Select up to 4 Headphones

Dynamic Range (Frequency Response Only)
Graph Type

Frequency Response
A quantitative measure of a systems gain at various frequencies in response to a signal injected into the system. A linear system will respond at the same frequency with a certain magnitude and phase relative to the input. A "Flat" frequency response, when the gain is constant at all frequencies, is generally most desirable although can never be completely achieved. For example, a gain of two at both 20 Hertz and 20kHz, and at all frequencies in between.

Harmonic Distortion
Distortion artifacts that are exact integer distances higher in frequency than the originating tone, usually a result of non-linearities in the transfer function of an analog electronic device. For example: 1kHz might yeild a little distortion at 2kHz, 3kHz, 4kHz, 5kHz, etc. Typically, it is thought the even harmonics (2, 4, 6, 8) sound better than odd harmonics (3, 5, 7, 9). This is somewhat true, but a gross oversimplification of the subject.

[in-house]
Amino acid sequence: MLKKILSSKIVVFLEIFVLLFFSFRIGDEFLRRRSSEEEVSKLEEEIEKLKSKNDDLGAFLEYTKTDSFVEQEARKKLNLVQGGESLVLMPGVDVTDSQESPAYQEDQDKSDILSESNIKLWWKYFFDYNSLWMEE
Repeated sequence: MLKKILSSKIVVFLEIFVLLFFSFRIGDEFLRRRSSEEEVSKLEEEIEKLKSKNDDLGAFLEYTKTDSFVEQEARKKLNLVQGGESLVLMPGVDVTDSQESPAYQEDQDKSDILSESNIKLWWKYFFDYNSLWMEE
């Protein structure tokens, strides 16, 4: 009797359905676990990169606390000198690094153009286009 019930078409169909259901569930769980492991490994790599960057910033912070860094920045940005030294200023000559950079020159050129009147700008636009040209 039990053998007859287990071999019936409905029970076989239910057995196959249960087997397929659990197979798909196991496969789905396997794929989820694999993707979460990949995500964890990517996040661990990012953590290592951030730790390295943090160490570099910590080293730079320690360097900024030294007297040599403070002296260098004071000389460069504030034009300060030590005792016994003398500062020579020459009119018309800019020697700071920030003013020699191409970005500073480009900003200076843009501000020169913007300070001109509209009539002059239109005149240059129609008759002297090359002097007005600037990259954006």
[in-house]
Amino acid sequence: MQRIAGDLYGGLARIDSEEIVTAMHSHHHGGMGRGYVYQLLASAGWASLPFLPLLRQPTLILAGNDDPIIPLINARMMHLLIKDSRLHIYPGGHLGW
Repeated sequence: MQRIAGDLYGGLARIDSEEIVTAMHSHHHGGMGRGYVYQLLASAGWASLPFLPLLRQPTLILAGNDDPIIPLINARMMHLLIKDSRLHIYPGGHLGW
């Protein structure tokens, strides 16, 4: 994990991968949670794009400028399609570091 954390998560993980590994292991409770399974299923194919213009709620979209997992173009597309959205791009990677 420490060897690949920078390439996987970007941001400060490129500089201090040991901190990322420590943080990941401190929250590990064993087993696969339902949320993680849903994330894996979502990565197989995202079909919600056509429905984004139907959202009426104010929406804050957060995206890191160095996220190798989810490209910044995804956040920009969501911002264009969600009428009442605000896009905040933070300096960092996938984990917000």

The sum of both resistive and reactive impeding forces of a load. Headphone impedance commonly changes with frequency, and would become somewhat inductive or capacitive at different frequencies.

The ability of a pair of headphones to block outside sounds so that the listener can hear the music on the headphones more clearly. Can be measured as a broad band reduction in amplitude in a single number in dB; or shown as a graph indicating the amount of attenuation over the audio spectrum.

Square Wave Response
An audio test signal which alternates between two D.C. levels. Used to visualize the systems ability to pass a wide range of frequencies in proper time-alignment.

 Frequency Response 
 Frequency Response Compensated 
 Harmonic Distortion of a 500Hz Sine Wave Input 
 Impedance Versus Frequency 
 Frequency Response Raw 
 Isolation Response with Pink Noise Input to Monitor 
 Square Wave Response 500Hz 
 Square Wave Response 50Hz 


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